May I Take Your Deposition, Sir?

By: James Monahan


With the slew of legal jargons around, it gets easy to misuse technical and legal terms. Deposition is one these terms. Deposition, however, is not that hard to explain.

Deposition is the act of taking a witness’ sworn testimony outside of court. It can only be done in well-defined circumstances. Some jurisdictions recognize an affidavit as a form of deposition.

Usually testimonies are given at court. However, in some instances it is allowed outside of court if it follows prescribed procedures.

Depositions follow a defined procedure in American proceedings. This procedure is defined in Rule 30 of the Federal Rules of Civil Procedure.

The person to give a deposition is called a deponent. This person is usually notified to appear at the appropriate time and place by means of a subpoena. A court official must administer the same oath a deponent would take if the testimony were in court.

The court reporter then makes a word-for-word record of all that is by all parties during the deposition. Today, depositions are also recorded on audio. Also, depositions can now be videotaped.

The attorney who has ordered the deposition begins the questioning of the deponent. This procedure is also called ‘direct questioning’.

Nods and gestures cannot be recorded. Therefore, the witness is instructed to answer all questions verbally.

After the direct examination, the other attorneys may begin cross-examining the witness. The first attorney may ask more questions at the end. This process of questioning and cross-examining may sally back and forth until both parties are satisfied.

Depositions are useful in the sense that it gives all litigants in a contested case a preview of the evidence to come. This provides fairness in proceedings since the element of surprise, which is deemed unfair in trial, is eliminated.

Depositions also help preserve a witness' recollection of details while they are still fresh. This can be done even if the trial is a long ways off.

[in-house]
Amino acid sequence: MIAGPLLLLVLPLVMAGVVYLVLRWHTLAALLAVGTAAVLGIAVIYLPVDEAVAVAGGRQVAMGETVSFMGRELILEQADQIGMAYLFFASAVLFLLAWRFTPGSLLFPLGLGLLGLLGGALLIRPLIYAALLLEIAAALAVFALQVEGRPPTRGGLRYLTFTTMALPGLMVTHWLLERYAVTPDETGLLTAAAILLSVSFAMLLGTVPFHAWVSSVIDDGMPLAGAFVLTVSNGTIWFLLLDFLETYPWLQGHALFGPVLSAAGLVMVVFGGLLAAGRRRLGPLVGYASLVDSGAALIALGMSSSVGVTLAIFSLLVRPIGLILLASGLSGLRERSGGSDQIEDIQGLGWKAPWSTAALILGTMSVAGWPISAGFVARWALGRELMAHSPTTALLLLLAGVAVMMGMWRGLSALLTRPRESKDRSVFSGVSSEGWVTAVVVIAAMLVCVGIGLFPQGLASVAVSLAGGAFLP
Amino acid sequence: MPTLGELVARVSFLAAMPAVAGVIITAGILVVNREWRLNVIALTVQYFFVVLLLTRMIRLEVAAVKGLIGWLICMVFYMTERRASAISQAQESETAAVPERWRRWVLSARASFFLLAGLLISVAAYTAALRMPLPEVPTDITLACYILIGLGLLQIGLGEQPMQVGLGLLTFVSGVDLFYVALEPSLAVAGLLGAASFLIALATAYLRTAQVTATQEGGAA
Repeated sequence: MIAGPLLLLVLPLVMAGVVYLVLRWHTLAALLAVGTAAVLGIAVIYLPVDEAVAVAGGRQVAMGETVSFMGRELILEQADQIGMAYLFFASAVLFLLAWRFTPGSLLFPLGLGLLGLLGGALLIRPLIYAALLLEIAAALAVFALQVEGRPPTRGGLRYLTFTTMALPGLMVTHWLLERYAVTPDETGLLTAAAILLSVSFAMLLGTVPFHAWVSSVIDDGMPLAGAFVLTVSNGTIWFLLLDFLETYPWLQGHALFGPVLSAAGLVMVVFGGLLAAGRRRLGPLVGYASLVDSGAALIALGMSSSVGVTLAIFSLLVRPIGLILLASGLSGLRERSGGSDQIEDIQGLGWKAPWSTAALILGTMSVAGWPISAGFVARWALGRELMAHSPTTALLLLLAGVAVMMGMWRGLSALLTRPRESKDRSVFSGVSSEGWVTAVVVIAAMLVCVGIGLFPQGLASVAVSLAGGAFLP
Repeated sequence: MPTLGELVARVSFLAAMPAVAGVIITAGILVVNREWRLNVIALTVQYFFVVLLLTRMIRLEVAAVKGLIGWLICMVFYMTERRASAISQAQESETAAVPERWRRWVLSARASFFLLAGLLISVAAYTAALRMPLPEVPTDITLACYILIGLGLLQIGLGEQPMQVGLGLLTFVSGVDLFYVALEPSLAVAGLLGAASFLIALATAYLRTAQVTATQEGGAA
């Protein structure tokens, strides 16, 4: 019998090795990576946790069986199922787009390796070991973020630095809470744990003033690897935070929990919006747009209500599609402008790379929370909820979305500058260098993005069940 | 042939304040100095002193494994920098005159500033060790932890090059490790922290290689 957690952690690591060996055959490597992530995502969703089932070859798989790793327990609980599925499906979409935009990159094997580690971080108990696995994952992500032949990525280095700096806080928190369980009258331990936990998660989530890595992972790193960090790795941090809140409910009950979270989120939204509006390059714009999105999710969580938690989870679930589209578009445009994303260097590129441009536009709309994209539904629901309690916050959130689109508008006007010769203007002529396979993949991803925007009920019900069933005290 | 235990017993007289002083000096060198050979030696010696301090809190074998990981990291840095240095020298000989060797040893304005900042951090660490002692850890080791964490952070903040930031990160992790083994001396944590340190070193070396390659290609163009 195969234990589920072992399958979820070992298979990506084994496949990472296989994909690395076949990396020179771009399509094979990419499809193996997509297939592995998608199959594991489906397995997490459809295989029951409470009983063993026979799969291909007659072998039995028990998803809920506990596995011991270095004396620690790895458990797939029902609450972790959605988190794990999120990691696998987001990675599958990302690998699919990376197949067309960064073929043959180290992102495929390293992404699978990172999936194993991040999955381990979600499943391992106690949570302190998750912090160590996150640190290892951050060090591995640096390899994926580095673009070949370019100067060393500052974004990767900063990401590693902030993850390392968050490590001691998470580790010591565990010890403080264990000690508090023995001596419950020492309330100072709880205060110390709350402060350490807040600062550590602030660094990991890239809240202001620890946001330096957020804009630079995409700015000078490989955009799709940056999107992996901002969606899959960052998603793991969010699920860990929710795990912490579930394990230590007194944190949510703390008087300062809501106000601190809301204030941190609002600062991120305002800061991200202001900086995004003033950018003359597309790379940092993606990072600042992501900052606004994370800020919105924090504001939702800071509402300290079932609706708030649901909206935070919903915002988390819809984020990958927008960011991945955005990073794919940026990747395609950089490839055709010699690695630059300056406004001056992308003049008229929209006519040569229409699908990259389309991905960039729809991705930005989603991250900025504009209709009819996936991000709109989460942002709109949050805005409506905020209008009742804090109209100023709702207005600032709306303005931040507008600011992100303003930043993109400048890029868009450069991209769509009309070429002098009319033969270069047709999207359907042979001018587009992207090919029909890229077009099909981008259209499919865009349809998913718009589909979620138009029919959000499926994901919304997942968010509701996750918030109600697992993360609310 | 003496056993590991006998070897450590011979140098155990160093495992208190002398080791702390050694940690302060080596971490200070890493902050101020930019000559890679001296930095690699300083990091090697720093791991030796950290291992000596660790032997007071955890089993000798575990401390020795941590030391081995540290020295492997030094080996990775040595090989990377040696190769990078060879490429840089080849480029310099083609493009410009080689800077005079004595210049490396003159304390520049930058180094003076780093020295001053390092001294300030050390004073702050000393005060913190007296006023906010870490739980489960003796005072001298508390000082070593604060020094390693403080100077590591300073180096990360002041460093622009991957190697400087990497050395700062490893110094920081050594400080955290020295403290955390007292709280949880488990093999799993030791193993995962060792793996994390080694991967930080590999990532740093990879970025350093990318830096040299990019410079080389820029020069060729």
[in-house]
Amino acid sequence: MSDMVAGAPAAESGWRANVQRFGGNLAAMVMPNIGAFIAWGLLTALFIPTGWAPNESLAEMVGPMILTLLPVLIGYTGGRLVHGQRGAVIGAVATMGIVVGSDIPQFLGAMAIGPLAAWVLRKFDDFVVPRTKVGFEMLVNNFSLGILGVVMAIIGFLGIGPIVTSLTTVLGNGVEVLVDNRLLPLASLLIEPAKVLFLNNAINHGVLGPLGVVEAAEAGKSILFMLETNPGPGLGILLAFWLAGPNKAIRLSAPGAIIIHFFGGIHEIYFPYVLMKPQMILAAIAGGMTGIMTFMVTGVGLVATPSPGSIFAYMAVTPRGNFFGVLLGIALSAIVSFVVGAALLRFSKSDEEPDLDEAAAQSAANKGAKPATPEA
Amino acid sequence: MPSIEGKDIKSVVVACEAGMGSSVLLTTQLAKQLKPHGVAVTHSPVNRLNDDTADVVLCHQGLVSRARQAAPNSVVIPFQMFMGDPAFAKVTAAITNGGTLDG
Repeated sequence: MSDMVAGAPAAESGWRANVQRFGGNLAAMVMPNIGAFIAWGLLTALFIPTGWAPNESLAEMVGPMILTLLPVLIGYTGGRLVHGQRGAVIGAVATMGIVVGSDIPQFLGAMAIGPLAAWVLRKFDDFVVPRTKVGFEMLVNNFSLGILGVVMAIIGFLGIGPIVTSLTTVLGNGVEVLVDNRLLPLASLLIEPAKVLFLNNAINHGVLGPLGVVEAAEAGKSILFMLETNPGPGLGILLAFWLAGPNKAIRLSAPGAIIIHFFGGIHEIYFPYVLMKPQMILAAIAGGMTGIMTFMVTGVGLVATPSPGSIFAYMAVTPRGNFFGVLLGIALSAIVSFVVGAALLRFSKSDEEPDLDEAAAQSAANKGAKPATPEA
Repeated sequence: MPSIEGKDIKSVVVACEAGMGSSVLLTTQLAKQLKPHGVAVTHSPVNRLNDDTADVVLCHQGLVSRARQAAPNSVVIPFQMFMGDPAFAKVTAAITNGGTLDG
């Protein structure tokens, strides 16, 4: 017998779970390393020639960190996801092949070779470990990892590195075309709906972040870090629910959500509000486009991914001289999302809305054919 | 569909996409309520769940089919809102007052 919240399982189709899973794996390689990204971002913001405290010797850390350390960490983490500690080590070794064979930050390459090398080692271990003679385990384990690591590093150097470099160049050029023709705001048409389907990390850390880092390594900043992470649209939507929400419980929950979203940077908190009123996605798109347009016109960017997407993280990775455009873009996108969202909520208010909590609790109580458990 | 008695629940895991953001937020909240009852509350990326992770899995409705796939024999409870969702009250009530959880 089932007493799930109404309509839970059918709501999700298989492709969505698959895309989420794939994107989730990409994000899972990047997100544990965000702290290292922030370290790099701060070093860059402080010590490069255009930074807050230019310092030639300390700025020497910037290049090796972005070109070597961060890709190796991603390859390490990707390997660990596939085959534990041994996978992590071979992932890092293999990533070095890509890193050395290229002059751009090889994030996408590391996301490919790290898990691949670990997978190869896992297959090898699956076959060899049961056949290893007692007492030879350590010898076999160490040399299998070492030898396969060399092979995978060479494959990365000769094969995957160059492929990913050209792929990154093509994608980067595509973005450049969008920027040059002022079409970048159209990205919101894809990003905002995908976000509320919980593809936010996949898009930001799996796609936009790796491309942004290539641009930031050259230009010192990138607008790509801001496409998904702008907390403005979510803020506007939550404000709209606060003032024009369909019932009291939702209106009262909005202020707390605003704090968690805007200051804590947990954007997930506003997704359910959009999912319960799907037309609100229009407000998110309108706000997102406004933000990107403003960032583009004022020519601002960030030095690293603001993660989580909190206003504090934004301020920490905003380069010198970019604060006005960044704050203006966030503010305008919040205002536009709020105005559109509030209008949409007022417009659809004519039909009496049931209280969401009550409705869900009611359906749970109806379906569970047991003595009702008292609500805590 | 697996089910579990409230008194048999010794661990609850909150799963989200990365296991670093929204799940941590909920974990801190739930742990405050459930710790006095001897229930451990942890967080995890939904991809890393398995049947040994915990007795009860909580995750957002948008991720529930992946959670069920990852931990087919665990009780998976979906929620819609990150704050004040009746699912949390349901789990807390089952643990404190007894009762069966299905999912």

If the witness suddenly dies or becomes unavailable for court proceedings, his or her deposition will be considered part of the record and will be allowed to be read before the jury.

If the testimony belongs to a party or an organization, a deposition will be allowed in court. However, if the testimony belongs to a witness, the witness must appear in court. This is because the defendant has the right to face his or her accuser. If the defendant waives this right, a witness’ deposition will be allowed in court.

Sometimes, after a number of witnesses have been deposed, the parties will have enough information that they can reasonably predict the outcome of a prospective trial, and may decide to arrive at a compromise settlement, thus avoiding trial and preventing additional costs of litigation.

Deposition provides further legal means of documenting and allowing evidence in court.

The beauty of depositions; however, lies in the fact that this sort of testimony can be studied before court proceedings actually begin. This, therefore, can be used as another weapon in the legal arsenal of either prosecutors or defendants.

Knowing how depositions work and its legal implications is important since ignorance of such proceedings may work against any party.

Even lay people will come to benefit from a good knowledge of such, even if the only visible benefit is being able to understand what terms are being used the next time one watches a court drama on television.

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James Monahan is the owner and Senior Editor of DepositionAid.com and writes expert articles about depositions.

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